Over the next five years, the Smithfield Police Department’s vehicle fleet will shift from mostly owned to mostly leased through Enterprise Fleet Management under a plan approved by Town Council at its October 6 meeting.
Discussions about updating the fleet began this summer.
According to the Public Safety Committee, the age of the vehicles used by the police department “is negatively impacting the overall budget and fleet operations.” At current acquisition rates, it would take 11 years to replace the entire police fleet. By partnering with Enterprise, town officials say they’ll better leverage buying power, minimize operational spending and lower the cost of vehicle ownership.
The Smithfield Police Department currently owns 34 vehicles; 22 are assigned to officers as patrol cars, according to Deputy Chief Chris Meier. Four vehicles are spares. The town also has four motorcycles, an Emergency Response Team vehicle and an administrative vehicle.
The current average fleet age is about six and a half years old. By taking measures that include shortening the police department’s vehicle life cycle from about 10 years to five years and reducing maintenance, the town anticipates saving $307,687 over 10 years. Chief Alonzo Howell told the committee localities he spoke with that use the lease program had positive feedback.
Only the 22 patrol vehicles will be leased, and they will not all be replaced at the same time, Meier said.
“The next step is for Enterprise to set up our account, and then we will order vehicles,” Meier said in an email. “Once ordered, we should take receipt in around 90 days.” After the lease program is implemented, Meier said two of the spare vehicles and a motorcycle will be removed from the fleet.
“We will not be replacing these vehicles,” Meier said.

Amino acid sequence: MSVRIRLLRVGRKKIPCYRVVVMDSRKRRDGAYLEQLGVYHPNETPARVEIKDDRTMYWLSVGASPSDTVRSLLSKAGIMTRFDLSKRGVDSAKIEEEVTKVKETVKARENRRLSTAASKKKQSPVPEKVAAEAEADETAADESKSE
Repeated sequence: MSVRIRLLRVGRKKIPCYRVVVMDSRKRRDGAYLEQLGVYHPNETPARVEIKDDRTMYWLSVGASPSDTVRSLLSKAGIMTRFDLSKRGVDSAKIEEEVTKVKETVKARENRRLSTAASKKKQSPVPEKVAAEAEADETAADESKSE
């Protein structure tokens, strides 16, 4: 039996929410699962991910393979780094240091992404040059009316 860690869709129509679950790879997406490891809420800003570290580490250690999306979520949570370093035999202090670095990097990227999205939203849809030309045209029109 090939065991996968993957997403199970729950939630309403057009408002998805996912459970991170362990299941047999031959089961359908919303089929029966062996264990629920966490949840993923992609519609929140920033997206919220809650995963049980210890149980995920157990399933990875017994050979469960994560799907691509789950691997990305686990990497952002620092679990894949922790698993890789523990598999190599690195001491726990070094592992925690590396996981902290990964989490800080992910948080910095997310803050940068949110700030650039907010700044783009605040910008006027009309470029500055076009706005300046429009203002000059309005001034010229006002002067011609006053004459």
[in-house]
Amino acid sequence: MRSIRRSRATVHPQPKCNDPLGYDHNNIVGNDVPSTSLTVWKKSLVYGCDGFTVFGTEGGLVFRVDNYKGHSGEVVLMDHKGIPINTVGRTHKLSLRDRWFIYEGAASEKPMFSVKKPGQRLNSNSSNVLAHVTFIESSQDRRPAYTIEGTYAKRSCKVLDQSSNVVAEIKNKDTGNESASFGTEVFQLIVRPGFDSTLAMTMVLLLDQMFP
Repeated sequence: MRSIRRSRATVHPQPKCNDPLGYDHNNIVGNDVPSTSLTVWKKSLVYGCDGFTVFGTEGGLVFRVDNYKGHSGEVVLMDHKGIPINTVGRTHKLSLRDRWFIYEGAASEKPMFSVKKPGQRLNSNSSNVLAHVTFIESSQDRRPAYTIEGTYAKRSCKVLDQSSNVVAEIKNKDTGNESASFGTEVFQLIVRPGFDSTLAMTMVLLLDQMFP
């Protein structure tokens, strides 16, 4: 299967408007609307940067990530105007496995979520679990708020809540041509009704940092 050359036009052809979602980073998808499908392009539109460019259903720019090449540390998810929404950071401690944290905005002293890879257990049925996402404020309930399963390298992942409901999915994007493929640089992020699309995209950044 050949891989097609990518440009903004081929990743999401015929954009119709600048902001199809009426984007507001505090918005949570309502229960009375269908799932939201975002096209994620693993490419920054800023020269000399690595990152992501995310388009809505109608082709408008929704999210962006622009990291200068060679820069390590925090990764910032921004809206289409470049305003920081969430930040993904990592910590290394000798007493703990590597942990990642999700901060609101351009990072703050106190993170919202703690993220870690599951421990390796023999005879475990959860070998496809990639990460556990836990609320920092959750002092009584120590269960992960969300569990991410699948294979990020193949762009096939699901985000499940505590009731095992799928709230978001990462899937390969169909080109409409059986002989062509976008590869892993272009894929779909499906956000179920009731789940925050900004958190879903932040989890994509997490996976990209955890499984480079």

A 2011 Ford Explorer assigned to an investigator is among the department’s older cars in regular use. Meier said the department’s highest mileage vehicle is a 2013 Ford Taurus with 143,068 miles. In addition to being more fuel efficient, new cars will also improve officer safety, according to the Public Safety Committee. That’s because 23 vehicles in the current fleet lack standard backup cameras, six don’t have standard electronic stability control and one vehicle doesn’t have antilock brakes.
The department bought two police-spec Ford Explorer SUVs last year, but Dodge Charger sedans make up a large part of the current fleet. “We are in the process of switching our fleet from sedans to SUVs,” Meier said.
“At the end of the lease the town will have the option to cut a check for the remainder of the amount owed and purchase the vehicle or to have Enterprise sell the vehicle,” Meier said. “Enterprise will sell the vehicle at fair market value with the sale funds being credited back to the town.” Under the old approach, when a police vehicle was decommissioned, it would be auctioned off, usually selling for pennies on the dollar.
Council unanimously approved the police car decision as part of a package of consent agenda items. Issues handled through the consent agenda are usually approved without in-depth public deliberation.